And how do you support them best? By maintaining frequent, recurring one on ones.

Further reading:

Developing leaders

5) Keep your one on ones with them!

The following story is all too common: A friend of mine got promoted to managing his first team. Almost instantly, his manager stopped having one on ones with him, because they were “too busy.”

My friend was all alone to figure out how to manage his team and suddenly had no outlet to get help, advice, and feedback.

As he told me via email:

“…I only recently started doing one on ones again with my manager after 3 months…they were tipped off by another coworker that I wasn’t super happy day to day.”

When you become a manager, you don’t stop having questions and problems you need help with. In fact, now you have more!

You’re in a new role where you have other people’s problems to solve, too. Not having an outlet to get advice and understanding from your manager leaves you feeling unsupported and struggling. Worst of all, the issues affect everyone on your team, so it compounds.

Be the leader that supports their new manager, so they’re not hung out to dry.

Management Concept - you can't manage one size fits all

Use Task Relevant Maturity to identify how much time to invest in your new leaders

Even if your boss doesn’t have one on ones with you, don’t let that be an excuse to fail to support your new managers. Schedule the meetings and consider giving them extra time as they are getting comfortable in their new role.

As Andy Grove, former CEO of Intel wrote in High Output Management:

“How do you decide how often somebody needs [a one on one]?

The answer is the job- or task-relevant maturity of each of your subordinates. In other words, how much experience does a given subordinate have with the specific task at hand?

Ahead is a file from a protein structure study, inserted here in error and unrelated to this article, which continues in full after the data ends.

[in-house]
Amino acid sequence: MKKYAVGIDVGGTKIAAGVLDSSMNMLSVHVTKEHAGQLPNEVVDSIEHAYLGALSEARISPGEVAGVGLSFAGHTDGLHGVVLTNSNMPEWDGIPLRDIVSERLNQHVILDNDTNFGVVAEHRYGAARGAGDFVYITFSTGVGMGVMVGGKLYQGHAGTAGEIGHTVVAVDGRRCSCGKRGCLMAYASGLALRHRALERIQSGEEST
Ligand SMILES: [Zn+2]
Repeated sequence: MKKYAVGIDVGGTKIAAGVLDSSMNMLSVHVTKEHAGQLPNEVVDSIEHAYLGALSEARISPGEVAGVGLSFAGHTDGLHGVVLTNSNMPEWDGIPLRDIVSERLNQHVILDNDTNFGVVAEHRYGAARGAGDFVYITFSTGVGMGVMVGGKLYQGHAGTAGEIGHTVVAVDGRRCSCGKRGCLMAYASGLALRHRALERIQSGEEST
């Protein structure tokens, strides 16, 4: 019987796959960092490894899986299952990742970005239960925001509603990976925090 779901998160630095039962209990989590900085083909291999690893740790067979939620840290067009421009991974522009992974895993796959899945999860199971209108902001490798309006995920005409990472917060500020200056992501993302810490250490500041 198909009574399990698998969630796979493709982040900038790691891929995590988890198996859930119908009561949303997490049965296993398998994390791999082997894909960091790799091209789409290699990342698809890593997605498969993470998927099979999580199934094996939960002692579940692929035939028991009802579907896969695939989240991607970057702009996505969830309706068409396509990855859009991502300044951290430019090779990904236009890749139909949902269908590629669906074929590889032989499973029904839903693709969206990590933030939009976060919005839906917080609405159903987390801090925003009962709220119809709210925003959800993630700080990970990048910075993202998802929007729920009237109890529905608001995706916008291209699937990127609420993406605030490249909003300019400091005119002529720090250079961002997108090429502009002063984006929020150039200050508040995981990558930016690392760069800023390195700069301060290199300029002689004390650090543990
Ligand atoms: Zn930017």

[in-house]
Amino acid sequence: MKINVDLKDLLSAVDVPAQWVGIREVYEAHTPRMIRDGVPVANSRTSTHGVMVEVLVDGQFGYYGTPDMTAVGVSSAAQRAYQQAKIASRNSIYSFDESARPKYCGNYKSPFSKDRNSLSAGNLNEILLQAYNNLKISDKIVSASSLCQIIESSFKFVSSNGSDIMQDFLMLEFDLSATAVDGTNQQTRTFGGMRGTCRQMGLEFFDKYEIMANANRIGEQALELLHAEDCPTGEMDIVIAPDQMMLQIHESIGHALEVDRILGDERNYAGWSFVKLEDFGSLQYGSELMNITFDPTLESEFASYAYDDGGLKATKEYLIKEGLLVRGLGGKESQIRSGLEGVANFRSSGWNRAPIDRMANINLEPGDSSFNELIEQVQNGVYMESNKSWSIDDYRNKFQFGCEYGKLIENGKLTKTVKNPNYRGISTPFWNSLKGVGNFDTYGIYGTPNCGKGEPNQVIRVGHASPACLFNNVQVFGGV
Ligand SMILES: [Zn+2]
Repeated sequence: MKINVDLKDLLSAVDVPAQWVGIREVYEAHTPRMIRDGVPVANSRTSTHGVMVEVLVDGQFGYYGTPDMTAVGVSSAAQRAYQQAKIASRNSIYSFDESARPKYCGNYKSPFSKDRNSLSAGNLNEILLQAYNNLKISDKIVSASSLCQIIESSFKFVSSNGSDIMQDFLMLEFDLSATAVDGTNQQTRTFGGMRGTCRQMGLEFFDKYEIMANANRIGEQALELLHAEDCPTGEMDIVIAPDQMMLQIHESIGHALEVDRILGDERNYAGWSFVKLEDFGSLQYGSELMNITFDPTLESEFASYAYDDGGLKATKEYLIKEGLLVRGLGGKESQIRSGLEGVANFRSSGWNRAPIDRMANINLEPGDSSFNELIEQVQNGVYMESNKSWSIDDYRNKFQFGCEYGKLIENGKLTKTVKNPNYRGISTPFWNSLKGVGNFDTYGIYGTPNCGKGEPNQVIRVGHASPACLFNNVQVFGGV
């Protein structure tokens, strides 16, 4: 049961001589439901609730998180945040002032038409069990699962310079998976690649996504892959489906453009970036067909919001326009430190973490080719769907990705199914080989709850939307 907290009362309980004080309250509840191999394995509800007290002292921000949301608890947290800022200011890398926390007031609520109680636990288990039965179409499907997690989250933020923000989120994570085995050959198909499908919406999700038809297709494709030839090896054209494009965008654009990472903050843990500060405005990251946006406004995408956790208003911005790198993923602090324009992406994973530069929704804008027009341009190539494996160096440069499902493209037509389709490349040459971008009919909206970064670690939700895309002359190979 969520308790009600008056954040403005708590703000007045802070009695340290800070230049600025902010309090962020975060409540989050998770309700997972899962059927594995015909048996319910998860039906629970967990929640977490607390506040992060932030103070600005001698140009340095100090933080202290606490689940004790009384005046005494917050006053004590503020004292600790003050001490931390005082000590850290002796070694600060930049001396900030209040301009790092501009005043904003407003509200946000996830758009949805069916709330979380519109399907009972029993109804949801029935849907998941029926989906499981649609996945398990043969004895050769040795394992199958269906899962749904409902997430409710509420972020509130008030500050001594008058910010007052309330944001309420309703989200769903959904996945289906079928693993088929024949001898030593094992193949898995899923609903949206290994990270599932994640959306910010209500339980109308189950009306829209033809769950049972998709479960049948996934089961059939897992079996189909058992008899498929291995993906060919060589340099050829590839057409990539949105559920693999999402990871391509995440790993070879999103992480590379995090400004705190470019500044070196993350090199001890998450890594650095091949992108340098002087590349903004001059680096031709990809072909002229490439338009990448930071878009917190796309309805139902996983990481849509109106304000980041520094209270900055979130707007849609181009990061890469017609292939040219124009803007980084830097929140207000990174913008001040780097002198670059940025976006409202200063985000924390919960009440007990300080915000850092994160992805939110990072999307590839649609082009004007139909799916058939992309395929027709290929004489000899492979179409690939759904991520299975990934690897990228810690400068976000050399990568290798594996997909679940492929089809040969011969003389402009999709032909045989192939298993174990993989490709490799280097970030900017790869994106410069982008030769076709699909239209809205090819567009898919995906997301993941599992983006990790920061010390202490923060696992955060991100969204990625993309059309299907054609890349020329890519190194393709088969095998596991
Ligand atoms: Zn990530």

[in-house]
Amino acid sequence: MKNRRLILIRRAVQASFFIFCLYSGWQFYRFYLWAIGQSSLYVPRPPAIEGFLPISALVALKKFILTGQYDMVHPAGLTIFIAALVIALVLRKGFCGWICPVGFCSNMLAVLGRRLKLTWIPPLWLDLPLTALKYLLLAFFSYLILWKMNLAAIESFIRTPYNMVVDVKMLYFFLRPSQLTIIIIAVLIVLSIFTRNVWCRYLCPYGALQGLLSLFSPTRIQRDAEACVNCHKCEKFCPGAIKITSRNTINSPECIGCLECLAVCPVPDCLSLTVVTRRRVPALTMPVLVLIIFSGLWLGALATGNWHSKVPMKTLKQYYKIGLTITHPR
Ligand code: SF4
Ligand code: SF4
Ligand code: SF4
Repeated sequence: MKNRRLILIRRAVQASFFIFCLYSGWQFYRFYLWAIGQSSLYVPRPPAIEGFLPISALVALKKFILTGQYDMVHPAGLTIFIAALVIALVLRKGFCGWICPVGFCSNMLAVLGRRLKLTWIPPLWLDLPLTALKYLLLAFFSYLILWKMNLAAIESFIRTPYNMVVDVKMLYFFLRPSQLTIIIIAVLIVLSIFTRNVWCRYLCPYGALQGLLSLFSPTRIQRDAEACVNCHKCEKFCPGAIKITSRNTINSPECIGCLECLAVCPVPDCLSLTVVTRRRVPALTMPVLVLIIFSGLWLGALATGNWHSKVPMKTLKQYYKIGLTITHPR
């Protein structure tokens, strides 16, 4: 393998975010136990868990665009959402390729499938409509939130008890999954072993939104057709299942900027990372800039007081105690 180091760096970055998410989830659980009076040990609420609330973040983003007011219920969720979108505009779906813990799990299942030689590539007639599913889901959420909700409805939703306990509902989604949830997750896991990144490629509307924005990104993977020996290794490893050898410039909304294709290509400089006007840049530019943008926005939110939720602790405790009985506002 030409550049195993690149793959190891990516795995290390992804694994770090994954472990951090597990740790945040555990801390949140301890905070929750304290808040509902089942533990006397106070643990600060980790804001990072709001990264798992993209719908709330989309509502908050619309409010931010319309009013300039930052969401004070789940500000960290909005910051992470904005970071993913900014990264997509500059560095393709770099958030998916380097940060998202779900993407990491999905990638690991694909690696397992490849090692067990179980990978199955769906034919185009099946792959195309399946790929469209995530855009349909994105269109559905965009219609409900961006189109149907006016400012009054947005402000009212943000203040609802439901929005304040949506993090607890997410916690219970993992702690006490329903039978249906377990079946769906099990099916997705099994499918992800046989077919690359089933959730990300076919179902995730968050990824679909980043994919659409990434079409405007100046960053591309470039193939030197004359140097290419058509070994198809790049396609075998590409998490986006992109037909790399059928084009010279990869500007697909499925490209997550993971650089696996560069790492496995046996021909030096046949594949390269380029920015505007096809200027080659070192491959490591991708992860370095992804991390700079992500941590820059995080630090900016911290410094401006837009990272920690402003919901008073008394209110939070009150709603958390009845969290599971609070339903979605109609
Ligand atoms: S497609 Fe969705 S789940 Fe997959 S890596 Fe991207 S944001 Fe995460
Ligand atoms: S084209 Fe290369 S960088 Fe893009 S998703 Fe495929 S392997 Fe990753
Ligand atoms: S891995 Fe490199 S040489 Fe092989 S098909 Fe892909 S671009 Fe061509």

…the most effective management style in a specific instance varies from very close to very loose supervision as a subordinate’s task maturity increases.”

Use task relevant maturity as a way to gauge how much time you should spend with them. Then, as you understand their strengths and weaknesses, decide what responsibilities you give them.

Most importantly, remember: Even if they didn’t need one on ones very often in their past role, they’ll likely need them more right now as a new manager.

developing leaders - andy grove value of 1 on 1s

Invest more in your one on ones with them

If your managers aren’t happy, it’s unlikely their team will be happy, as Gallup found:

One on one meetings are the best tool you have to ensure your team is engaged and performing well.

This is just as true with your managers as an individual contributor.  Ask your new managers good questions and really listen. Help them overcome challenges and know they have someone in their corner.

This is also a good time to make sure you’re setting a good example on how to run a good one on one.

Use our one on one meetings template to make sure you’re doing that and offer the template to them to make sure they’re starting off on the right foot with their own one on ones as well.

Developing leaders

6) Find out how they’re doing and where to coach them most with Skip Level One on Ones.

Many of your direct reports will move from reporting to you to reporting to your new managers. Some may feel like great work friends that you don’t want to lose your connection with.